Several film critics said the film felt truncated. Lou Lumenick of the New York Post said the film "seems arbitrarily edited to squeeze in extra screenings before it's killed by word-of-mouth." Film critics also felt that the majority of the cast's talents were wasted. Many film critics also compared the film to a sitcom. Pam Grady of Reel.com said the film "never rises above the level of a TV show grotesquely inflated for the big screen."
Jesse Peretz was criticized for his direction by many critics. Phoebe Flowers of the South Florida Sun-Sentinel said the film was "directed with a breathtaking lack of instinct by Jesse Peretz." A few critics described the film as half-baked. Sean Means of The Salt Lake Tribune said "It's like undercooked lasagna: lots of layers, but the flavors never blend." Bill Muller of The Arizona Republic said the film was Zach Braff's most average movie so far. Steven Rea of The Philadelphia Inquirer said that after The Last Kiss and Garden State, "Braff's shtick...is getting tired." Desson Thomson of The Washington Post said the film "marks an all-time low for actor Zach Braff -- his Gigli, if you will.."
Zach Braff and Jason Bateman were praised for their performances by several critics. Roger Moore of the Orlando Sentinel said "Braff and Bateman make this patchwork just funny enough to be worth our trouble." Jason Bateman was praised by several film critics as being the best part of the movie. David Nusair of Reel Film Reviews said "there's little doubt that Bateman deserves the lion's share of praise thanks to his scene-stealing work as Tom's hilariously smug nemesis."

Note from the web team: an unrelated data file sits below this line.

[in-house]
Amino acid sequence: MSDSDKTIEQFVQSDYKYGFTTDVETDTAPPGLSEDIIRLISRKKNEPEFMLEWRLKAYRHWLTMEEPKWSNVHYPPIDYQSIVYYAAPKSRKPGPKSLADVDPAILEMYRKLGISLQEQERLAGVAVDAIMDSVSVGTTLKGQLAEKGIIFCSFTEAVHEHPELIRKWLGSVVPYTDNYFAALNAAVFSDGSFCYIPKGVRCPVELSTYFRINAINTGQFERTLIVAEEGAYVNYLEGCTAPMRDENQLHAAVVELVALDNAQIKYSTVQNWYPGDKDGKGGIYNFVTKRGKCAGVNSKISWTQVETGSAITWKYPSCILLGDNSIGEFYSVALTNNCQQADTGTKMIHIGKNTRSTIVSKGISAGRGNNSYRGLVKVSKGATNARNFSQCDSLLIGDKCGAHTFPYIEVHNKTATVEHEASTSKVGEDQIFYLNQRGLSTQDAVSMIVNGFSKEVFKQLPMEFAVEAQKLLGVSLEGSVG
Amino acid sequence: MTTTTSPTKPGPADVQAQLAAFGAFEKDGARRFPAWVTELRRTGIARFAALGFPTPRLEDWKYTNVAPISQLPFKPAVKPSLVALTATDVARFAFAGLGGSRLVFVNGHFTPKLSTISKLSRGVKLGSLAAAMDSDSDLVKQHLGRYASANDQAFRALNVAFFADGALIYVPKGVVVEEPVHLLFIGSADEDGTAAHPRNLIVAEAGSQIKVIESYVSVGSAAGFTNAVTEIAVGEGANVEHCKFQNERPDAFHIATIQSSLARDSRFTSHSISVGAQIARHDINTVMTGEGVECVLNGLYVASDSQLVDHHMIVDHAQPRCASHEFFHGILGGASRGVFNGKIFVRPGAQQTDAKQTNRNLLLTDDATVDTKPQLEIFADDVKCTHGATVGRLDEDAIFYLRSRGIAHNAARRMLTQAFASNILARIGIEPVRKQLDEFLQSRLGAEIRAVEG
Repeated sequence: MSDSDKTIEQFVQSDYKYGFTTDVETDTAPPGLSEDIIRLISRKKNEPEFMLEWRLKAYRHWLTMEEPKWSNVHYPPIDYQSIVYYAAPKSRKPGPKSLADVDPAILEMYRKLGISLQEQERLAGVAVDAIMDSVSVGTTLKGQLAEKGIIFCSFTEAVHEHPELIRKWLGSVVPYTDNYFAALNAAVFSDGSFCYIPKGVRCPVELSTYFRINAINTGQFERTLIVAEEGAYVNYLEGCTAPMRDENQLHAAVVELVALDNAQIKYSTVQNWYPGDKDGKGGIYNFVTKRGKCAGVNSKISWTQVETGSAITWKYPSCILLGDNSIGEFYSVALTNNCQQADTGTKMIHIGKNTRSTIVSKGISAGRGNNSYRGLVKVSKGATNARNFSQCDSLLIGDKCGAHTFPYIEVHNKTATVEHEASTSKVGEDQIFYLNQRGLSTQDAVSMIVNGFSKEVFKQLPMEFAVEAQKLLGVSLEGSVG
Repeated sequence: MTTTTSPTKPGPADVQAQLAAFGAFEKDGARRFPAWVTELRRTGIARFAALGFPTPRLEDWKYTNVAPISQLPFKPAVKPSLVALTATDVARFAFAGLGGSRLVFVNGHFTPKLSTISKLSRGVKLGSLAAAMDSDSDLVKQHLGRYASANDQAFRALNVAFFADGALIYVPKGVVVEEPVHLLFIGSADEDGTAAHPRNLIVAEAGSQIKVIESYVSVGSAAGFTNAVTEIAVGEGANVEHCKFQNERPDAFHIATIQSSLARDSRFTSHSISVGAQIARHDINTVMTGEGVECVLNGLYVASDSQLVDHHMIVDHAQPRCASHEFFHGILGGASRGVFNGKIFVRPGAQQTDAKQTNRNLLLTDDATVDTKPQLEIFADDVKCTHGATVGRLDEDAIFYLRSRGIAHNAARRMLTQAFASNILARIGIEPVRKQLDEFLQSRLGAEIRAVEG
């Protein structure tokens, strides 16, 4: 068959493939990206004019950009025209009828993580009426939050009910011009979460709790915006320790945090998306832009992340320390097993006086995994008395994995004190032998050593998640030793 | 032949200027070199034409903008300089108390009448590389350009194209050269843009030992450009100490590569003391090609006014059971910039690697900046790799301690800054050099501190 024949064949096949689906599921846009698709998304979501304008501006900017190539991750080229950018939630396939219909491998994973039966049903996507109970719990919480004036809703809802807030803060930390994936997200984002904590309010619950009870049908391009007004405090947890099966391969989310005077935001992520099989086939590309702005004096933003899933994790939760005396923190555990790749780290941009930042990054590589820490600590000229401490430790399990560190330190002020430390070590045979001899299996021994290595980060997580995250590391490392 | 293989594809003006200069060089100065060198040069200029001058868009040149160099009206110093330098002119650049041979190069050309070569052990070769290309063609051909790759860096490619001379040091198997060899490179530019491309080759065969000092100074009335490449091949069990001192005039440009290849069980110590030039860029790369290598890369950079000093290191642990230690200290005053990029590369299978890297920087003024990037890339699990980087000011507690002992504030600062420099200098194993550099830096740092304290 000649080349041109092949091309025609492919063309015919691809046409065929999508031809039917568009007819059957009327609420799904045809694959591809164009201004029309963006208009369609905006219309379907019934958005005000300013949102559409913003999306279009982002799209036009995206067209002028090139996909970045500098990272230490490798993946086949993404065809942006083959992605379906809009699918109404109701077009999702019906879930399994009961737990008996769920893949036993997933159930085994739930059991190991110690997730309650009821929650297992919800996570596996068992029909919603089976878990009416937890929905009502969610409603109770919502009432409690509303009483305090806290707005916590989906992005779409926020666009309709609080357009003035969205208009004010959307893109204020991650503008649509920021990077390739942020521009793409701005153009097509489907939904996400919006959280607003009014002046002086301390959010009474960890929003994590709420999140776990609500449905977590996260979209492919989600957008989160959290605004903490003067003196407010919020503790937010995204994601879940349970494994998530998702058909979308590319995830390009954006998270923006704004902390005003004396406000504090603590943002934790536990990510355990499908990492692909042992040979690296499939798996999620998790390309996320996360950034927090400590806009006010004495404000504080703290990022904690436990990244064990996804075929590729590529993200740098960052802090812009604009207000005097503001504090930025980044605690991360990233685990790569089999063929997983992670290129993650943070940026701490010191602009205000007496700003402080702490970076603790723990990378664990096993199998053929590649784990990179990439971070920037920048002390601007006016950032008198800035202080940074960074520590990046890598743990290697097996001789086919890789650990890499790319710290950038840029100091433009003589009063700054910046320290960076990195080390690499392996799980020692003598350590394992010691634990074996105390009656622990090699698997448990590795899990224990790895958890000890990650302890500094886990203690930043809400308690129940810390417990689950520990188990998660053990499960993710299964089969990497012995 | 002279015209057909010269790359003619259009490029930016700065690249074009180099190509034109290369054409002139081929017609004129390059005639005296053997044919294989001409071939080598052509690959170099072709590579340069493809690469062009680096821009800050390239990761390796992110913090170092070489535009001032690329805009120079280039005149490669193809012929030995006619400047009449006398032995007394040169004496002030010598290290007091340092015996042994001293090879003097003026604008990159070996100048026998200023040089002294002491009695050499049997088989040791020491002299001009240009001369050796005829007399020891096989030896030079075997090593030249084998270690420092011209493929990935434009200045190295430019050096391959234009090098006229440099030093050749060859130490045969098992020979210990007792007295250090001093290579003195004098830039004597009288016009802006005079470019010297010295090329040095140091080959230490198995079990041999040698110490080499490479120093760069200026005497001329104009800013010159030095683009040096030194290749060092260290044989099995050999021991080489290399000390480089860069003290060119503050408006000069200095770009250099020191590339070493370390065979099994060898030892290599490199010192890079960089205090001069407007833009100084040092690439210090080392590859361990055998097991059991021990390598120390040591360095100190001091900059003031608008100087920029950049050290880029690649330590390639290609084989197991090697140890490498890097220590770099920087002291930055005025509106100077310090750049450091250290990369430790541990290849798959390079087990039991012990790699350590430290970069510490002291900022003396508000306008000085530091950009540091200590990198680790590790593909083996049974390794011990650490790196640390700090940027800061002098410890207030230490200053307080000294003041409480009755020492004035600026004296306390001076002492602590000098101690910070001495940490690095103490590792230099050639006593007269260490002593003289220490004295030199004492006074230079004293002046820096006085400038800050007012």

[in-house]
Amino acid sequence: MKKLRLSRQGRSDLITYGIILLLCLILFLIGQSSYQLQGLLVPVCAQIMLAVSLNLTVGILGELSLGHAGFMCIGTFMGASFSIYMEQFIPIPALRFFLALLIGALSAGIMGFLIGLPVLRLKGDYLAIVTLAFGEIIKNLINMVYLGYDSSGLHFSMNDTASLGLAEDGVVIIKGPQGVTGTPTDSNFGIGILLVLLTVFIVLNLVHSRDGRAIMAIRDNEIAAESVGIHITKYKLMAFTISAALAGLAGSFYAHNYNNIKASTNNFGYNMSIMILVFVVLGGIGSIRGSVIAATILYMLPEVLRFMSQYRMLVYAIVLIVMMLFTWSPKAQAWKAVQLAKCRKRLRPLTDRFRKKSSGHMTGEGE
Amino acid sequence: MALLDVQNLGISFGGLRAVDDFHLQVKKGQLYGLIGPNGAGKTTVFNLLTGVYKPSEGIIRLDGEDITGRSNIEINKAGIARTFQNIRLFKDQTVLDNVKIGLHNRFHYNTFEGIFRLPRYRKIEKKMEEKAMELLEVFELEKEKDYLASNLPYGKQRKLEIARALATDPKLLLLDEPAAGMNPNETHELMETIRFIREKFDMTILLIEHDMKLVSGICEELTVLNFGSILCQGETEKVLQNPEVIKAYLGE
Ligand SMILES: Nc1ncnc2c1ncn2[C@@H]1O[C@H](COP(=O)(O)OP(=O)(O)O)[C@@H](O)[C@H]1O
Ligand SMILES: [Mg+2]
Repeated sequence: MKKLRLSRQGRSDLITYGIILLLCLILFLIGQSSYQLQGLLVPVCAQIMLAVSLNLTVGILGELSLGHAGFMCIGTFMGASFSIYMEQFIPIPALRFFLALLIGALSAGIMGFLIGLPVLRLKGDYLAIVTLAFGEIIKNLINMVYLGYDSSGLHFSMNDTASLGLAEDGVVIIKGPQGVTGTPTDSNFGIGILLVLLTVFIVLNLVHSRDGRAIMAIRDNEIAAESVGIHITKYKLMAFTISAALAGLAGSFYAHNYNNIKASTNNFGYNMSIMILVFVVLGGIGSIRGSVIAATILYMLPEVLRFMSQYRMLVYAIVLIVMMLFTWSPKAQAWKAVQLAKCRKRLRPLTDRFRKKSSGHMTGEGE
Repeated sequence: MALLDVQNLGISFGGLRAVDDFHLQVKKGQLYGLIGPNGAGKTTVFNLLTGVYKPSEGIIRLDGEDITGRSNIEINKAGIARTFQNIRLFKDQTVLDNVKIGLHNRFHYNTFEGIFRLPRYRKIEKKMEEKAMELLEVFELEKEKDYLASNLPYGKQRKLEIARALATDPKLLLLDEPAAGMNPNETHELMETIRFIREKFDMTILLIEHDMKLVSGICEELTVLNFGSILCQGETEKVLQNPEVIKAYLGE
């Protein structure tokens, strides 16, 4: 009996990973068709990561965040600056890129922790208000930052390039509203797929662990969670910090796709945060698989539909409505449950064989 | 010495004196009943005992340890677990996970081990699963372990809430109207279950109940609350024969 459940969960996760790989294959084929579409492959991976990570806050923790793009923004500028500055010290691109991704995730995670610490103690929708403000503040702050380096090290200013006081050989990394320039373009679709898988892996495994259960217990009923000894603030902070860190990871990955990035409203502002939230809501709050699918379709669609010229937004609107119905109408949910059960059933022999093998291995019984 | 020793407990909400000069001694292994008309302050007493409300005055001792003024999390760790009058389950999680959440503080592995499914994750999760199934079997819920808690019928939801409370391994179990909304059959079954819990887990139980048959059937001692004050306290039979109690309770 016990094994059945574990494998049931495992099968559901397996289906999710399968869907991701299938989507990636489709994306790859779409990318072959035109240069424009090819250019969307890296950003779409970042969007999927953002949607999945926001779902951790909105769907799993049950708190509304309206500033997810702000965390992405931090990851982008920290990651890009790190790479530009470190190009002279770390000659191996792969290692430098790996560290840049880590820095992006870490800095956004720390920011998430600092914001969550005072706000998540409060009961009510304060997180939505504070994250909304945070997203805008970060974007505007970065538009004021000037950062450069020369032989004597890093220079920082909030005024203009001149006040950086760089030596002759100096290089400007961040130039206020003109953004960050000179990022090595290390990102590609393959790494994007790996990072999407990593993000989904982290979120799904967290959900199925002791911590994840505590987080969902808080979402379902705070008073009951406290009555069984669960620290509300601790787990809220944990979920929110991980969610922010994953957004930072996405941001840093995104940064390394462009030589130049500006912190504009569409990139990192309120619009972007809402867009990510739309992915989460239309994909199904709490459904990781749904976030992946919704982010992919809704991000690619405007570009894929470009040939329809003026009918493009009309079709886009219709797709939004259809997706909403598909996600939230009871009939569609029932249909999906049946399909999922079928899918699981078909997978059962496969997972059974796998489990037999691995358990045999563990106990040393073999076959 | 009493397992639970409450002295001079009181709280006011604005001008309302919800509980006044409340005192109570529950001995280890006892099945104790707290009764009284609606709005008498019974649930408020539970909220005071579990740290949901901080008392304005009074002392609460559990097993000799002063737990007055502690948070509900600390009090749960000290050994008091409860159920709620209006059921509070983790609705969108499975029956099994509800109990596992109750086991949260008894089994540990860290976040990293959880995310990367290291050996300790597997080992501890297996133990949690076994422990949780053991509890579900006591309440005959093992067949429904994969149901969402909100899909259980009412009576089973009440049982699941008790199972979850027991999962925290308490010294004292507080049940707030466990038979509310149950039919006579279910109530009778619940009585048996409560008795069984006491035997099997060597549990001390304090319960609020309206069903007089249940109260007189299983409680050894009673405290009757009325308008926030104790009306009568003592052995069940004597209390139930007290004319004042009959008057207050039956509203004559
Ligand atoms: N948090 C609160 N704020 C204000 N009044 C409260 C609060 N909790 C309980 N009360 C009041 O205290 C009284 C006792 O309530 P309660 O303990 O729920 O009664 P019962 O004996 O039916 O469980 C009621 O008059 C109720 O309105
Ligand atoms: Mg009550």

Box office performance
The film opened at #12 at the U.S. box office, earning $1.39 million in 1,009 theaters in its opening weekend. The film went on to gross $3,092,904 in its nine-week theatrical run in the United States. In other territories, the film grossed $2,048,680 making its total worldwide gross $5,142,074.
- "The Ex (2007)". Rotten Tomatoes. Retrieved 2010-01-09.
- "The Ex Reviews". Metacritic. Retrieved 2010-01-09.
- Davis, Steve (2007-05-18). "The Ex". The Austin Chronicle. Retrieved 2007-09-01.
- Lemire, Christy. "'The Ex' Falls Flat". MSN Movies via Associated Press. Retrieved 2007-09-01.
- Lumenick, Lou (2007-05-11). "WEINSTEIN FLICK EX-CRUCIATING". New York Post. Retrieved 2007-09-01.
- Rechtshaffen, Michael (2007-05-11). "Bottom Line: Jason Bateman's a blast, but this slack comedy's a bust.". The Hollywood Reporter. Archived from the original on 2007-09-30. Retrieved 2007-09-01.
- Vice, Jeff (2007-05-11). "The Ex". Deseret Morning News. Retrieved 2007-09-01.
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- Moore, Roger (2007-05-11). "'Ex,' why, Z:Braff breaks no comedy ground". Orlando Sentinel. Retrieved 2007-09-01.
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- Means, Sean. "The Ex". The Salt Lake Tribune. Archived from the original on 2007-05-27. Retrieved 2007-09-01.
- Rea, Steven (2007-05-11). "Workplace comedy about as funny as...work". The Philadelphia Inquirer. Retrieved 2007-09-01.
- Flowers, Phoebe (2007-05-11). "Save yourself heartache and skip this relationship". South Florida Sun-Sentinel. Archived from the original on 2007-10-19. Retrieved 2007-09-01.
- Beer, Tom (May 17, 2007 - May 23, 2007). "The Ex". Time Out New York. Retrieved 2007-09-01.
- Muller, Bill (2007-05-11). "The Ex". The Arizona Republic. Retrieved 2007-09-01.
- Thomson, Desson (2007-05-11). "The Ex". The Washington Post. Retrieved 2007-09-01.
- Zwecker, Bill (2007-05-11). "'Ex' marks the spot for fish-out-of-water humor". Chicago Sun-Times. Retrieved 2007-09-01.
- Kepnes, Caroline. "The Ex". E! Online. Retrieved 2007-09-01.
- Nusair, David (2007-05-09). "Two Comedies from The Weinstein Company". Reel Film Reviews. Retrieved 2007-09-01.
- The Ex (2007) - Weekend Box Office. Box Office Mojo. Retrieved 2007-09-01
- "The Ex (2007)". Box Office Mojo. Retrieved 2010-01-09.